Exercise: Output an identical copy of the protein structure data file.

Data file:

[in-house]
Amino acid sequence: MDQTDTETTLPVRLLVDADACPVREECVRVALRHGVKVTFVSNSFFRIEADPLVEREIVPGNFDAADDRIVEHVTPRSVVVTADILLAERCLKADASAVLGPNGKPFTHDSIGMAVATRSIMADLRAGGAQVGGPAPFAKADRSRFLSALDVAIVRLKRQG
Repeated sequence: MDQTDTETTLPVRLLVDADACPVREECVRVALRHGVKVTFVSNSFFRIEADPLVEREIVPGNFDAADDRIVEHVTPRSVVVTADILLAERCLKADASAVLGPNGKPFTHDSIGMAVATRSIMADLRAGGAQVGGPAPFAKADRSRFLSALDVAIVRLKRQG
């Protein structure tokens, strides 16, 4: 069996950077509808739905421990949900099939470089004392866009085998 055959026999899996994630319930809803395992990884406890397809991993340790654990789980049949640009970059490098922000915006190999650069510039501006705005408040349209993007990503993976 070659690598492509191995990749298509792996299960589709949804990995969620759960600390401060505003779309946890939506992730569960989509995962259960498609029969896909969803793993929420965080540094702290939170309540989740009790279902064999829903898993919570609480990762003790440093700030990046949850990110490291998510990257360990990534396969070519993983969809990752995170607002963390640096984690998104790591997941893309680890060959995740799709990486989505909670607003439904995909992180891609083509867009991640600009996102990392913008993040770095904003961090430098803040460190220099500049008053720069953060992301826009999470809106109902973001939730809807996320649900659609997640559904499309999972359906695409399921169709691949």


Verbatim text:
[in-house]
Amino acid sequence: MDQTDTETTLPVRLLVDADACPVREECVRVALRHGVKVTFVSNSFFRIEADPLVEREIVPGNFDAADDRIVEHVTPRSVVVTADILLAERCLKADASAVLGPNGKPFTHDSIGMAVATRSIMADLRAGGAQVGGPAPFAKADRSRFLSALDVAIVRLKRQG
Repeated sequence: MDQTDTETTLPVRLLVDADACPVREECVRVALRHGVKVTFVSNSFFRIEADPLVEREIVPGNFDAADDRIVEHVTPRSVVVTADILLAERCLKADASAVLGPNGKPFTHDSIGMAVATRSIMADLRAGGAQVGGPAPFAKADRSRFLSALDVAIVRLKRQG
């Protein structure tokens, strides 16, 4: 069996950077509808739905421990949900099939470089004392866009085998 055959026999899996994630319930809803395992990884406890397809991993340790654990789980049949640009970059490098922000915006190999650069510039501006705005408040349209993007990503993976 070659690598492509191995990749298509792996299960589709949804990995969620759960600390401060505003779309946890939506992730569960989509995962259960498609029969896909969803793993929420965080540094702290939170309540989740009790279902064999829903898993919570609480990762003790440093700030990046949850990110490291998510990257360990990534396969070519993983969809990752995170607002963390640096984690998104790591997941893309680890060959995740799709990486989505909670607003439904995909992180891609083509867009991640600009996102990392913008993040770095904003961090430098803040460190220099500049008053720069953060992301826009999470809106109902973001939730809807996320649900659609997640559904499309999972359906695409399921169709691949």